The guys of Linkin Park have struck platinum again, almost in the opening week of their sophomore album, Meteora. The much-anticipated follow-up from their debut album, [Hybrid Theory], is a continuation of feelings that lead singers Chester Bennigton and Mike Shinoda have dealt with, mixed in with their traditional rock and hip-hop feel. With [Hybrid Theory] selling over 8 million copies in 2002, Linkin Park has a lot to live up to. If selling almost 1 million copies in the opening week signifies anything, this band signed under Warner Bros. could be the biggest band of our generation.
Meteora was set for release on March 25th, and the weeks prior to the launch date, Linkin Park released the first single off their album, entitled, “Somewhere I Belong.” The song is about an individual not fitting in anywhere they go and they just want to find a place where they are accepted graciously. The group’s DJ, Joseph Hahn directed the video for, “Somewhere I Belong,” and went on to say that the concept of the video is, “Basically a dream sequence that’s taking place, and the familiar objects in the room are turning into the reality, which is the dream, which is not the reality. It’s a whole play on your mind.” The song has already hit number one on Billboard’s Modern Rock Chart and Mainstream Rock Chart.
The rest of the songs are currently unreleased, but out of all the songs, I think one of my favorites would have to be “Nobody’s Listening.” This song starts out with the sound of something like a recorder, flute, or clarinet. The drums, bass, and light guitar follow this. Mike Shinoda raps about how he had a lot of stress and how common people caused them. Just when he reveals what he has to say, especially the people who caused it, he is just ignored and no one listens.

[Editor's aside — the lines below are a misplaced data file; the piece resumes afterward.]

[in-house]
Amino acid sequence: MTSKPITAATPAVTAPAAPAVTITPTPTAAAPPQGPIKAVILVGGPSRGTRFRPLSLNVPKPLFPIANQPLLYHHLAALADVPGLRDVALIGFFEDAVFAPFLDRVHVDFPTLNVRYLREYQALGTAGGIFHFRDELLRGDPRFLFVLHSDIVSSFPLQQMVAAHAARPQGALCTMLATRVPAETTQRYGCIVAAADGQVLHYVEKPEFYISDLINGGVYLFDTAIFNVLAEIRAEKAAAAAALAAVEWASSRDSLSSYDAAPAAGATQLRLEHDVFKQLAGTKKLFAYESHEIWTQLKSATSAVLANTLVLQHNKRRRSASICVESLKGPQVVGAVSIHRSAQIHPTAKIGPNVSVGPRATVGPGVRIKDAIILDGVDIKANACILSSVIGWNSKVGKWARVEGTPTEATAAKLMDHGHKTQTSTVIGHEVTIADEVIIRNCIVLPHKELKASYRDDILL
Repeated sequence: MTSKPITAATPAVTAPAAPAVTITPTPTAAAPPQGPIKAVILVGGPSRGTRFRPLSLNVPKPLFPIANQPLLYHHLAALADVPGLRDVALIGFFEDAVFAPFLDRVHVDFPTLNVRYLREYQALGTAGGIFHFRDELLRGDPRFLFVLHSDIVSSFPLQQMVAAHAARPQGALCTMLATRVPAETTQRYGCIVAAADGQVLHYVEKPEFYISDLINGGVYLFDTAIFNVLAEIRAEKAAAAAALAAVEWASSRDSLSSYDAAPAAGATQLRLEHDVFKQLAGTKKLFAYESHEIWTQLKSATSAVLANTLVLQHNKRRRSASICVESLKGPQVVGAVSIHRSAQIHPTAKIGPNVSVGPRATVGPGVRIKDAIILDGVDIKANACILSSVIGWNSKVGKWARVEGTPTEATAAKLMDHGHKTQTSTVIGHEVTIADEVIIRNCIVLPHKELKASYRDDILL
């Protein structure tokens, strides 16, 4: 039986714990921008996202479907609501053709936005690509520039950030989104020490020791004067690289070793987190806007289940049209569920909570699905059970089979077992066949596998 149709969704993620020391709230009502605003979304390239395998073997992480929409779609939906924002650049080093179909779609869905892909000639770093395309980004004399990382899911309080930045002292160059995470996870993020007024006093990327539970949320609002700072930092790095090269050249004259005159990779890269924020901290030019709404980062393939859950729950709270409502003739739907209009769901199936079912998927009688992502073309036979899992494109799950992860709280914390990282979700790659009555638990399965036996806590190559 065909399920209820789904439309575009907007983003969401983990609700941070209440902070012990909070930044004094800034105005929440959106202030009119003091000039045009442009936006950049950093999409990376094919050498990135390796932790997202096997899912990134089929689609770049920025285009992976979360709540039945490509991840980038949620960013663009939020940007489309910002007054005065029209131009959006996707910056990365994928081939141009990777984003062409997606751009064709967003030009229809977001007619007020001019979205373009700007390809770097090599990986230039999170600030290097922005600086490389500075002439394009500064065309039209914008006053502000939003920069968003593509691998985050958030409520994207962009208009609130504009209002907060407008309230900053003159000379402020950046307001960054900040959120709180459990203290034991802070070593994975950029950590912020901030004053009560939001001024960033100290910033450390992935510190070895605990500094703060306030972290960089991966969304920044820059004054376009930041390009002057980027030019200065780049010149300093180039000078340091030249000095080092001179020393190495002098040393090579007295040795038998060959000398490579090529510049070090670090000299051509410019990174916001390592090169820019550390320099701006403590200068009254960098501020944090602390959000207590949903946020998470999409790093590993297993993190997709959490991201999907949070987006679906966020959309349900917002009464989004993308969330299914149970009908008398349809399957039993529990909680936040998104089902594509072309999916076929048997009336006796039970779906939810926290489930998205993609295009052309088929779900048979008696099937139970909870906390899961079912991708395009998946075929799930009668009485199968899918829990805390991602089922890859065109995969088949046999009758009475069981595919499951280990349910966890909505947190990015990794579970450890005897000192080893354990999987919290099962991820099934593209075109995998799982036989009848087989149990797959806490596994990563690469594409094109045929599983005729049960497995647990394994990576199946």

“Figure 0.9” starts off with a nice soft drum beat, and then, the guitars and bass interrupt. This song talks about taking the bad qualities and the memories of a loved one and making them apart of you as an individual. Mike Shinoda raps while Chest sings the chorus.
Another track I enjoy has been in the writing process for six years, entitled “Break the Habit.” The turntables are used nicely on this and the beat gets a little faster but is still extremely mellow as the rest of the instruments come into play. Chester sings the whole song, which is about how one feels that they have the need to scream, fight, and lash out, for reasons unknown, but it’s hinted due to the memories, such as some terrible events that took place in their life. Once this person realizes this, they try to stop, or as they call it, “Break the Habit.”
After hearing Meteora a couple of times, I feel that this album gets 3 and a half Stars out of 5 Stars. The reason why I give this is because although the songs are good, I’ve only been really happy with about three or four, the rest were all right. I think Mike Shinoda’s lyrics have progressively gotten better, but I feel there is a little bit too much guitar on the songs. The album is still well, well enough in fact to land at the number one slot on the Billboard 200. Linkin Park will be on the Summer Sanitarium Tour with Metallica, Limp Bizkit, Deftones, and Mudvayne. For more information on Linkin Park, check out Linkin Park.com.
One reply on “Review: Linkin Park – Meteora”
I JUSS LOVE LINKIN PARK CUZ ITS DAMN GOOD !!
I JUSS CAN’T DEFINE DEM IN WPRDS ..I THINK WORDS R NOT ENUFF TO DESCRIBE THESE GUYS ..ESPECIALLY CHESTER N MIKE ….SO I WOULD JUSS LIKE 2 SAY I LOVE [ LP ] …
LINKIN PARK ROCKS !!!!!